I totally agree. I was giving my dog expensive "prescription" food from the vet and he started itching. The vet chose to give him something for the itching. I looked at the ingredients in the food I was giving him and was amazed to discover that the only thing that even vaguely looked like real food (chicken) didn't appear until the SEVENTH ingredient, with cellulose being at 16 percent. I've switched him to Beyond, and his scratching has gone away. I think vets continue to push this crap dog food because they don't want to take the time to investigate what's really in the food. I may not stick with Beyond, I'm still investigating other foods, but I know I'll never go back to the expensive brand that only made my dog miserable!

  • 07/25/2015 04:28pm

    That is great that you looked at the ingredients on the RX diet the vet recommended to you. I couldn't agree more about how underhanded the RX diets are about pushing such a poor quality food on vets to sell for profit. I highly recommend checking out www.dogfoodadvisor.com about how pet food ingredients are rated and I also recommend that ANY Purina brand food be avoided at all cost. Their foods may look good but the sourcing of their ingredients are still questionable and they won't share this "proprietary" (just an excuse) info with consumers.

  • 01/22/2015 09:46pm

    No... Dogs are most definitely omnivores. They have the teeth structure to prove it, too. Wolves aren't even really "obligate" carnivores either, they have been known to forage during times of low prey populations, and they naturally supplement their diets with berries and such..

  • This needs citations
    01/20/2015 08:54am

    Dr. Gallagher: If you are going to make as controversial statements as these about protein and carnivores, then please provide citations to research articles that are the bases for your statements. I see you went to the University of Florida vet school, where they have a big display of Hill's Science Diet foods in the middle of their main hallway. Maybe you just have not had a proper education in companion animal nutrition.

  • 07/25/2015 04:38pm

    Well said rodrussell! I can't believe that an educated vet would stoop so low as to claim that dogs are omnivores.

    Dr. Gallagher: It's just wrong to mislead readers this way. Dogs are Carnivores and this will never change. In fact, most people don't need 8 years of college to have the confidence to state a commonly known fact. Canine jaw structure and teeth prove this without any doubt. My dog clearly wants my bacon and eggs when I have breakfast, not my toast or fruit. Also, too much protein isn't the problem for a growing puppy, regardless of breed type. It is feeding an inappropriate amount of calories that is the problem. Orijen by Champion Pet Foods in Canada has done extensive research into these nutritional facts and they are producing one of the top large breed puppy and adult formulas that I know of. I don't see the Veterinary Nutritionist title by your name so maybe talking about how you "treat" illnesses would be a better topic to stick with.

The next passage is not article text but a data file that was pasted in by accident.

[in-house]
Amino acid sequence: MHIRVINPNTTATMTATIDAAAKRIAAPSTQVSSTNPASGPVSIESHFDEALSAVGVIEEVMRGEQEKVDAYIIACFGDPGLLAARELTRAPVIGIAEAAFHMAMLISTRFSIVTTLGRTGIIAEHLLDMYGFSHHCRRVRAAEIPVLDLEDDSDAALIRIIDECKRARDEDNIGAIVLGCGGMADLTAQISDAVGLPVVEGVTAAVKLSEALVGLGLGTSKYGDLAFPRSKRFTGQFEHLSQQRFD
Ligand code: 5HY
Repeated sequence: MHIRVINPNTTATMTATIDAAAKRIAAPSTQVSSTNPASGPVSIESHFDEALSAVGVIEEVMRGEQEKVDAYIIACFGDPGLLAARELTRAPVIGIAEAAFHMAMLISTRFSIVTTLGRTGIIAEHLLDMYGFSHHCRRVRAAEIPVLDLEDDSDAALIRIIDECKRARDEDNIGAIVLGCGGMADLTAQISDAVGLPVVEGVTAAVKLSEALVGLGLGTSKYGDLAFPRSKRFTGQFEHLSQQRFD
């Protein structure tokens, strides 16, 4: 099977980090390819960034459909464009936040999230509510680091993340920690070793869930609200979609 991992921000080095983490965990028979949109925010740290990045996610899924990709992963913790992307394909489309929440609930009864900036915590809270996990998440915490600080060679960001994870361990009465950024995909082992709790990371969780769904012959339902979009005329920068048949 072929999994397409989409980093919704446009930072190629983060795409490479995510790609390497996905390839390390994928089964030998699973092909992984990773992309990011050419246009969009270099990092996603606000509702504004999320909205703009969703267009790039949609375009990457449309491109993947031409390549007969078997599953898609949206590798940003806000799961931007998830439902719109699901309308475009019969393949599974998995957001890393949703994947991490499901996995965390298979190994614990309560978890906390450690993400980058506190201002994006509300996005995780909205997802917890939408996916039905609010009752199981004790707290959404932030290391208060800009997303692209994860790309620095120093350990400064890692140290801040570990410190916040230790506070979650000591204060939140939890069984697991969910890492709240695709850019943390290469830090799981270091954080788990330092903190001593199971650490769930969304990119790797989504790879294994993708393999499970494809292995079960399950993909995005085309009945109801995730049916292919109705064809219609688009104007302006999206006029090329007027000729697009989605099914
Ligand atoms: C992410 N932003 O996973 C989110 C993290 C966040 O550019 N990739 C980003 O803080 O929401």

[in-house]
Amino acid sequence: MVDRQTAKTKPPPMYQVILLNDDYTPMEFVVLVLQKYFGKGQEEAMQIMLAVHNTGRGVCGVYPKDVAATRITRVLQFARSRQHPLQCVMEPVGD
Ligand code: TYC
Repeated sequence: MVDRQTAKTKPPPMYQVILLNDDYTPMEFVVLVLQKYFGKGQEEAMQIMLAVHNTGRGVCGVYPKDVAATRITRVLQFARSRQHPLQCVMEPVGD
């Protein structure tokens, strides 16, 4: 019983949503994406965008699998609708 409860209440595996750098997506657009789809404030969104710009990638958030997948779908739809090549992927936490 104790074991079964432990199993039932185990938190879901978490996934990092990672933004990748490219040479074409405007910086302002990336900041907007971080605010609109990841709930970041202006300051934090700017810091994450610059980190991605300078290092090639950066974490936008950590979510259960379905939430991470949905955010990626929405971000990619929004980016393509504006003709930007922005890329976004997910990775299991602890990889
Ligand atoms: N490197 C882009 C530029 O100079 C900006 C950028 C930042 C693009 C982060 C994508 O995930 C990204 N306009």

• Misinformation?
    01/20/2015 11:11am

    I agree with the two earlier comments. The information in the article is contrary to my companion animal nutritional training too.
    I was taught: low carbs for dogs; no carbs for cats; cats are obligate carnivores and dogs are also carnivores but not obligate; dogs get their energy from protein and fats, not carbs.

  • Change is hard
    01/20/2015 06:06pm

    I could only smile as I read both the article and the reactions by some of the readers. First, let me provide you with some documentation regarding protein , antioxidants and canine longevity http://www.newjumpswing.com/canine_longevity_diet.html
    Now, I have had dogs who lived to be 15 and currently 12 (and counting) who were/are total vegetarians all of their lives. I purposely did not tell their vet so that when he examined them along with their blood work, he would be unbiased in his assessment. They were and are in very good health. One had her first dental cleaning by a vet at 10 years of age and on the scale of 1-4 , came out a #1. ASPCA and other organizations will warn you of feeding a dog an exclusive meat diet as well as bones(give a dog a bone? no not really).Just as their are people who don't know HOW to be healthy vegetarians, they also don't know how to include more vegetable matter into their dogs diet. Senior beagles fed high antioxidant(vegetarian) diet) improved in learning as well as over all well being. Dogs are not the first or even second cousin of the wolf and I am very glad that someone has taken the meat centered dog food industry to task in making that assertion.High protein is only harmful to humans and dogs if they have problems digesting proteins or actual kidney disease. And just like humans, as dogs age, they may have problems digesting things that they didn't have when they were younger.

  • 01/22/2015 09:53pm

    Which proves that the people stating dogs are carnivores' point is invalid. I don't know how to do a vegetarian dog diet, so I decided to not screw him up. He has a balanced diet of quality food made from vegetables (real ones) fruits (also real) and meats (nothing fake there either) ... Next month he celebrates his 17th birthday.

    I would have him on a vegetarian diet, but I already messed myself up trying to give myself that diet... 4 years later, and I still have anemia. I think my dog is just fine on his food.